Segmentation Fault

The Unix and CeePlusPlus way of spelling DoesNotUnderstand.

Most often seen as a result of attempting to dereference a broken or null pointer.

Also known as a SegFault.
SegmentationFault is the error which arises when a program tries to access a memory address to which it is not allowed access (if the hardware and OS provide MemoryProtection?, that is). SegFault is a UnixOperatingSystem term; in the Windows world, the terms GeneralProtectionFault and AccessViolation? are used.

The name derives from the fact that unix organises memory into virtual memory pages or segments, each potentially with its own read and write permissions; writing to a page marked read-only, or reading from a page that does not allow reading, will cause a hardware interrupt which is translated by the kernel into a software interrupt: a SegmentationViolation? signal.

The word "segment" dates to the 1970s, when Unix ran on systems (e.g. the pdp11, and later, the 80286 and 80386) that did not have virtual memory paging, but did have a small number of memory protected "segments"; the two terms are sometimes used synonymously, other times they are used in contrast. When contrasted, typically all "pages" on a system have the same size (e.g. 8192 bytes), while "segments" typically are variable length. [See Note 1]

Also the term "page" tends to imply hardware supported virtual memory, that allows pages to be loaded on demand, in response to a hardware interrupt on attempted access (in which case no signal is delivered to the user process), whereas the older "segment" implied hardware memory protection but no ability to demand-load pages; instead entire processes were swapped in and out of memory.

Compare with "bus error", the software signal (standard value 7) that means that, although the memory page was potentially accessible according to its read/write permissions, the attempted memory access caused the hardware to complain with an interrupt. This occurs most often on a RISC machine when word-oriented memory is accessed on a non-word-aligned boundary. It can also happen when non-existent or buggy memory is mapped into the address space.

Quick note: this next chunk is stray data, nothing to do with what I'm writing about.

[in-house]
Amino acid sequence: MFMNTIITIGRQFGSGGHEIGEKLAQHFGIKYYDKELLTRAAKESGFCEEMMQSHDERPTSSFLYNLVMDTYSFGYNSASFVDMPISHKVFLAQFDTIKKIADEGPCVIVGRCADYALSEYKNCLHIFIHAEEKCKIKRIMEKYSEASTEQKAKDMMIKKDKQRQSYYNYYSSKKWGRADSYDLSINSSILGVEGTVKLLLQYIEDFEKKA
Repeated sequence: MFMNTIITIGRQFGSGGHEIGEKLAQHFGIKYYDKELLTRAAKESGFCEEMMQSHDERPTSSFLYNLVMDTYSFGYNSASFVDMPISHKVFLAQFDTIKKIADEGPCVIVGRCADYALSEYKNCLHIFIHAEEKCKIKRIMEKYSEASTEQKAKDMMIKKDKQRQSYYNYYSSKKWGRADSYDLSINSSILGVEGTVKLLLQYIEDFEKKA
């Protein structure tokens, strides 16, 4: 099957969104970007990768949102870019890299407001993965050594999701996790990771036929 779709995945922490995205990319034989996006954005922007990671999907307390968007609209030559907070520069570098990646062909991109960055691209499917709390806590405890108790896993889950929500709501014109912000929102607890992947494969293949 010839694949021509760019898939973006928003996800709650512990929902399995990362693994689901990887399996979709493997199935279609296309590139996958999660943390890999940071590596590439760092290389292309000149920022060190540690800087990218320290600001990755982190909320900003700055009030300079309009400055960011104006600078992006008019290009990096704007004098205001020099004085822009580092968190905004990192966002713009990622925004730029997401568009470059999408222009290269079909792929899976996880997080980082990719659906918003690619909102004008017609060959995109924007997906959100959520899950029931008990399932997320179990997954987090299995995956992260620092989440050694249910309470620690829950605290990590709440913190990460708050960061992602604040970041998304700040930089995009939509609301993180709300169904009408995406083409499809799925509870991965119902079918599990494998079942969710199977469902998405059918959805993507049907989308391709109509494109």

C programmers can spend their whole careers in environments where Bus Error never happens, since it depends on the nature of the machine and details of the kernel implementation. Also some Unix kernels arbitrarily decide to deliver all such hardware complaints as Segmentation Violations, so it's not guaranteed that one can get a Bus Error on any architecture.

Related signals that are translations of hardware conditions:

SIGILL - illegal instruction (e.g. cpu doesn't recognize opcode)

SIGTRAP - trap ("interrupt") from user space to kernel space (some CPUs have special instructions to do this, typically used to implement system calls; this can indicate e.g. a trap instruction not used by convention for a system call)

SIGIOT - IO trap : error during execution of IO instruction (not all CPUs have such instructions) (Some CPUs only execute IO instructions in "supervisor mode". When a user-mode program tries to execute such instructions, the hardware traps it, switches to supervisor mode, and lets the OS handle it. Some paranoid OS assume the program is up to no good and/or has started executing random data -- so the OS kills that user-mode program. Other OS that need to run legacy applications emulate the instruction and return to the program -- this allows me to run ancient legacy applications that were designed to print by diddling with the parallel port hardware, but now I can tell the OS to print to a network printer or email a PostScript file. That's more than you needed to know -- sorry.)

SIGFPE - interrupt triggered by floating point unit; typically floating point divide by zero.

See /usr/include/*/signal.h for definitions (not descriptions), e.g. on Linux /usr/include/asm/signal.h

SegmentationFault is the way a static-typed system spells DoesNotUnderstand.

Whatever happened to the comic strip ?

1. The term "segment" has a very specific use in the world of Intel X86 CPU architecture. X86 machines determine address access by applying two overlapping 16-bit (or larger) registers. The high order register determines the "segment" of memory that is being accessed, offset to the left by four (or more) bits. The low order register is then added to this offset to determine the final address.
See: DoesNotUnderstand, NullPointerException, GeneralProtectionFault, TechnicalFailure


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